3D human pose estimation from silhouettes in activity constrained scenarios

Dadgar, S. Amin (2009) 3D human pose estimation from silhouettes in activity constrained scenarios. (MSc(R) thesis), Kingston University.

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Abstract

The goal of this thesis is to introduce the main framework to estimate the 3D pose of human body. The main contribution of this work is the Dense Gaussian Mixture Modelling of the training set initialised by information extracted from the gait cycle. The method proposed in this work is a generative approach based upon silhouette matching which learns a specific activity (e.g. walking, jogging) to bias the inference toward the most probable configurations. First of all Principal Component Analysis is used to reduce the dimensionality of the state space. Next, motions were segmented to elementary movements using the information extracted from gait cycle. This helps us to increase the number of Gaussians in the GMM model effectively and shows a great improvement compared to lower number of clusters extracted within other framework such as Expectation Maximisation. The temporal dependencies between these elementary movements are then captured by a Hidden Markov Model. Annealed Particle Filter is used to resolve the issue of local maxima which caused the solution stuck in the center of each Gaussian in the inference phase. The metric we used to return the best pose is the Chamfer distance and shows reasonable performance in this application of 3D pose estimation. Results for walking and jogging are presented and shows they are comparable with state-of-the-art. The approach can be considered as a basic framework of this application to be developed and enhanced by further research.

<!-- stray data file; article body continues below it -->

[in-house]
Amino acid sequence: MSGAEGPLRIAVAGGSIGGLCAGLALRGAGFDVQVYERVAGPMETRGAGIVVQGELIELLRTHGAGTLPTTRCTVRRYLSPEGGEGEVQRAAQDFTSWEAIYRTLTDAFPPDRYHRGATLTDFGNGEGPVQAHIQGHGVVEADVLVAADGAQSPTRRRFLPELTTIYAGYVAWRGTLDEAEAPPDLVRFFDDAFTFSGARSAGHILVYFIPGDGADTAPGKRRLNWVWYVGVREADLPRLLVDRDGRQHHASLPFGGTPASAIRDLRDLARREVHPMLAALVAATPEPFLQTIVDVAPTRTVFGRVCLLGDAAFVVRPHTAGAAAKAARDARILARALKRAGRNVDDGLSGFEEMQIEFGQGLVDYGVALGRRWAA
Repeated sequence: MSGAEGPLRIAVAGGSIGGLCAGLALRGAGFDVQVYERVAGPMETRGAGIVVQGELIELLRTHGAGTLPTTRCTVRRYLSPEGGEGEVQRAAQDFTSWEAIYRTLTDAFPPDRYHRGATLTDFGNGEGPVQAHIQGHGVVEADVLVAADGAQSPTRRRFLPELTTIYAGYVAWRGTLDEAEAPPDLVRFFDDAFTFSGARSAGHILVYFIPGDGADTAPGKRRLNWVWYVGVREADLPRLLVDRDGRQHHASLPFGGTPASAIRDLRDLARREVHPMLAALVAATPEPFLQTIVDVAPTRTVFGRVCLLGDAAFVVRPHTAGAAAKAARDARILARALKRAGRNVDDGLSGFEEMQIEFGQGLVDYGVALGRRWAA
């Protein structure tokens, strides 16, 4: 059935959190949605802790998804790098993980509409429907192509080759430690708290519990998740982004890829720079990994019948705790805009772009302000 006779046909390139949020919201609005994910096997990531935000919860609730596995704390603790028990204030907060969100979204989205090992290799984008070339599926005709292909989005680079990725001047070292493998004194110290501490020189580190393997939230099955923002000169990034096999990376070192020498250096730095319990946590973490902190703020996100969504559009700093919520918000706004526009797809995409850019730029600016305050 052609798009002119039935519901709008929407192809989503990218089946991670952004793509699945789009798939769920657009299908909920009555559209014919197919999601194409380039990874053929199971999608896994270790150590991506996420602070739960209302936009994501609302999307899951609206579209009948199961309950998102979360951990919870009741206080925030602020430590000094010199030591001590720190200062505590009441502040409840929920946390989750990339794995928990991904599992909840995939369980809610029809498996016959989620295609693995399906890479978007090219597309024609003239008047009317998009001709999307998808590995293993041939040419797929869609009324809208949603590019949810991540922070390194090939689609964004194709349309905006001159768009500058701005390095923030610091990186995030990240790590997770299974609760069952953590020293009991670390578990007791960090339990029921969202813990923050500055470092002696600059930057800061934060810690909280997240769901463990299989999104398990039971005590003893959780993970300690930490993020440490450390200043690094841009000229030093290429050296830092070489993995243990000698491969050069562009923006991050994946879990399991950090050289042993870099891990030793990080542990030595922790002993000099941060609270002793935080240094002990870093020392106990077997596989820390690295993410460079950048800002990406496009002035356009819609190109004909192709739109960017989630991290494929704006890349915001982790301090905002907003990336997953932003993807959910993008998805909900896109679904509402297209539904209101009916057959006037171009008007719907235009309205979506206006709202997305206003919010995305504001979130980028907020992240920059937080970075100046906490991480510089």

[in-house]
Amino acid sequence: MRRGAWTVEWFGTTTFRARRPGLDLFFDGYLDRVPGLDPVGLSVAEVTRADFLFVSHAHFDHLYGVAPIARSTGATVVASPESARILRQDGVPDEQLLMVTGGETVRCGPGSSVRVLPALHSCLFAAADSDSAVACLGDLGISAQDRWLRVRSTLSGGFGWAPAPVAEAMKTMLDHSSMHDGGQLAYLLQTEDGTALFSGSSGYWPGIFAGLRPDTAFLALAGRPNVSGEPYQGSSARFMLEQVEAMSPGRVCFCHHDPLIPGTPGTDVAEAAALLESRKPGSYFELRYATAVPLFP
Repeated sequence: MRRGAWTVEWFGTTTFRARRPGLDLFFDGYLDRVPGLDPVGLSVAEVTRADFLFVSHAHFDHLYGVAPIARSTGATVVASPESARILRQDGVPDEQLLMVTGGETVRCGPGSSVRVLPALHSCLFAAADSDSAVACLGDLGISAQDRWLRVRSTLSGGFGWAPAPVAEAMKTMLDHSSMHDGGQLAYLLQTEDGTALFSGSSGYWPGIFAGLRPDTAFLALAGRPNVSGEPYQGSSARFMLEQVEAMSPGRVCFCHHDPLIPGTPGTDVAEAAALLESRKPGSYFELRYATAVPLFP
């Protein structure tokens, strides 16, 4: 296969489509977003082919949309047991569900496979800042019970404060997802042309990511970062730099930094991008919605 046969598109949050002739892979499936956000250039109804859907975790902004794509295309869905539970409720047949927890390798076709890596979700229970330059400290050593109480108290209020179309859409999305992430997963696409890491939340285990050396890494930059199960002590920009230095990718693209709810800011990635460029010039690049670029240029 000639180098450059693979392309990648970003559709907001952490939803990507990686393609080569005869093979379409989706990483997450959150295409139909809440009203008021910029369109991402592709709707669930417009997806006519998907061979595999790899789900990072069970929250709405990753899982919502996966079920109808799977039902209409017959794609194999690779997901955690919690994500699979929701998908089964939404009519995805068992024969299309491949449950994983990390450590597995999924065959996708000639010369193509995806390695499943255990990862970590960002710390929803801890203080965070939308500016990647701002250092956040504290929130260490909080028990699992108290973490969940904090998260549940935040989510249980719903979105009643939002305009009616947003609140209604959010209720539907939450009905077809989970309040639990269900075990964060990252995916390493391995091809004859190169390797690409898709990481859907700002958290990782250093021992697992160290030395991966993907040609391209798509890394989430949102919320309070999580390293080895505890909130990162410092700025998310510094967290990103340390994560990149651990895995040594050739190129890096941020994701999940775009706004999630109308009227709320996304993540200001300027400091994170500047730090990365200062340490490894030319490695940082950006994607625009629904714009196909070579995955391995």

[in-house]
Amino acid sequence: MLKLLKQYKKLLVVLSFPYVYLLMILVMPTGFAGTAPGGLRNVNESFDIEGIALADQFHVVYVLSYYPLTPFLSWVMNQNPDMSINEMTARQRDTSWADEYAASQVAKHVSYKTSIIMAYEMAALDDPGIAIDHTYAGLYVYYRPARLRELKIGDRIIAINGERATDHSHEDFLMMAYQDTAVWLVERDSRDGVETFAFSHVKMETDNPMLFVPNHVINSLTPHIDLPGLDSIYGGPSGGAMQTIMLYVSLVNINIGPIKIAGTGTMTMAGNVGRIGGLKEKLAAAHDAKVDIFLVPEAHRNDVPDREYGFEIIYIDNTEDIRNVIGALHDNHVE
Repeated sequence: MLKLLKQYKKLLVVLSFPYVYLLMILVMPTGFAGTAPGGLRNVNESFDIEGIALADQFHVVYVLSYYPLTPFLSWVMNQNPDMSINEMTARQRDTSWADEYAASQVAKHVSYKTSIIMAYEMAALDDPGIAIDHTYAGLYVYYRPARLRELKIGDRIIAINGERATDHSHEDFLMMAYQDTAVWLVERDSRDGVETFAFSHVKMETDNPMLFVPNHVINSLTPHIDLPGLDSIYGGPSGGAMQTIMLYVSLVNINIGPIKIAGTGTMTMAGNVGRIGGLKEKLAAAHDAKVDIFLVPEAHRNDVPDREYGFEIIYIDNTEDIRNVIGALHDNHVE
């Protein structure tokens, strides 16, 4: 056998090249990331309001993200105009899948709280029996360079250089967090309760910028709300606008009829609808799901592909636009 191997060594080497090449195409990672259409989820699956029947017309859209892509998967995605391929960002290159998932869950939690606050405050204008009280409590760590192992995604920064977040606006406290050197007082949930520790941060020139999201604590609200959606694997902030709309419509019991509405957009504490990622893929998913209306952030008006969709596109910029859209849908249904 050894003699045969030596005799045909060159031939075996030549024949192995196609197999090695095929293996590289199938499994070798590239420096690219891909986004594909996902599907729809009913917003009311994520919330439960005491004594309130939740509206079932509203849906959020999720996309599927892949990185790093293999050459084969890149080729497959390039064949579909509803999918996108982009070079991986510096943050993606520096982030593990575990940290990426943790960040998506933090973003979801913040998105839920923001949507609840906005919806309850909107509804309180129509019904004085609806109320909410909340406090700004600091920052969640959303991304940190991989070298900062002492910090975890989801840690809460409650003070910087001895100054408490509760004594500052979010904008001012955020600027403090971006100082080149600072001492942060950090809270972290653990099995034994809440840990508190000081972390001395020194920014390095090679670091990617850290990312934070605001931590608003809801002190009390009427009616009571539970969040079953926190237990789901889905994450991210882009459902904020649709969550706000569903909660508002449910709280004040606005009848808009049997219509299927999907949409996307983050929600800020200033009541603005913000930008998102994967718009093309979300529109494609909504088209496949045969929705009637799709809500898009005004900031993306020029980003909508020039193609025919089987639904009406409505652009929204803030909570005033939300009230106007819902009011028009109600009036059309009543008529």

Item Type: Thesis (MSc(R))
Physical Location: This item is held in stock at Kingston University Library.
Research Area: Computer science and informatics
Faculty, School or Research Centre: Faculty of Computing, Information Systems and Mathematics (until 2011)
Depositing User: Katrina Clifford
Date Deposited: 29 May 2012 16:18
Last Modified: 21 Aug 2013 09:03
URI: http://eprints.kingston.ac.uk/id/eprint/21719

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